Same-sex marriage has sparked discussions on the role of family and marriage in countries where legislatures and judges had (and in some places still have) no intention to open up family structures. In every continent there is today scholarly discussion on same-sex marriage, and in every continent there is at least one country that has broken the rigid marriage paradigm as the only gateway to family formation, and as a strictly heterosexual institution. Same-sex marriage was often preceded by models of same-sex partnership.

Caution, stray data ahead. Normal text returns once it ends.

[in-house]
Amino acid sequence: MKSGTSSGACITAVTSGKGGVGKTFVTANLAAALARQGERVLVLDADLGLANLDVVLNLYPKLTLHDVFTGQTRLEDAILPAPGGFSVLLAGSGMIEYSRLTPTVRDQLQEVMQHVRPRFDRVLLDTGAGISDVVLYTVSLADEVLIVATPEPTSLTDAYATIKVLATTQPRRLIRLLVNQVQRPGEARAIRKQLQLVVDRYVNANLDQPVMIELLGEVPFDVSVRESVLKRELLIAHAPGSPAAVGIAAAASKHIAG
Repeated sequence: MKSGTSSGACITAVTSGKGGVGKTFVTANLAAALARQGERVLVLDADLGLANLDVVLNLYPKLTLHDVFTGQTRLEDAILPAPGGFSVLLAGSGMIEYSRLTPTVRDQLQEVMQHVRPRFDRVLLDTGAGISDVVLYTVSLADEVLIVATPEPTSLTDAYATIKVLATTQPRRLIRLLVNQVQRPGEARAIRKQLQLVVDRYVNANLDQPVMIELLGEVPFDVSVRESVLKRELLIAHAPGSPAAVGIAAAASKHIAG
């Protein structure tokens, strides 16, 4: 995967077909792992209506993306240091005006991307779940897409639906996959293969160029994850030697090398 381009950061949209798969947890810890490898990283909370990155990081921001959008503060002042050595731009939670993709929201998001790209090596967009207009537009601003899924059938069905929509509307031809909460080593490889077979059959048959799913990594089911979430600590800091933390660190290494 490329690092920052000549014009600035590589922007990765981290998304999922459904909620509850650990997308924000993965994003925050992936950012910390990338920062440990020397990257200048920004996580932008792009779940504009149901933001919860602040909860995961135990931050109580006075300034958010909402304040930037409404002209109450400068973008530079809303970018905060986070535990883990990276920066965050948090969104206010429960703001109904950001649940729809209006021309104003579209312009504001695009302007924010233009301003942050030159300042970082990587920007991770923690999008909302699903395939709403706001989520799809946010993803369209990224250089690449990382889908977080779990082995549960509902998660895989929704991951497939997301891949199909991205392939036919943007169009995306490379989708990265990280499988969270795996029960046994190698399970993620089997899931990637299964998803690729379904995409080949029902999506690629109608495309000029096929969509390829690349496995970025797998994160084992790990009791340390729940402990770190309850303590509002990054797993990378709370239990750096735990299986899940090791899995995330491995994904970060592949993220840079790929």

For same-sex marriage to be possible as a legal institution, it was necessary to accept first that couples of the same sex existed and, regardless of legal prohibitions, made decisions with economic consequences for the individuals involved and others. For example, the death of a person brings sadness to her surviving partner regardless of her sex, but in countries where there is no recognition of same-sex associations death also brings the fear of losing all economic assets jointly accumulated. It also brings the real possibility of eviction from a rented property. Legal protection of same-sex partners is ultimately a matter of fairness. Equality, however, requires more than protecting the weakest party of an emotional association. It requires the recognition of such association as a family unit. It is in this context that the debate on same-sex marriage at different levels is as transformative of family law as same-sex marriage itself. Same-sex marriage has changed the world of family law by making it possible for the first time to envision families that originate in emotional relations between individuals of the same sex, and by allowing individuals the possibility of having legal families regardless of their sexual orientation and gender identity. The mere fact of same-sex marriage being possible in an increasing number of countries each year has the impact of bringing the debate about family formations to countries where this discussion is still at the level of mere hypotheticals. In many countries where there is no recognition of same-sex couples or LGBTI individuals, these theoretical discussions are the beginning of a legal transformation. They are one more element of bigger movements that involve civil society, policy makers and scholars, all doing their share in imagining, and then implementing, changes that shift the role of marriage and family law in general.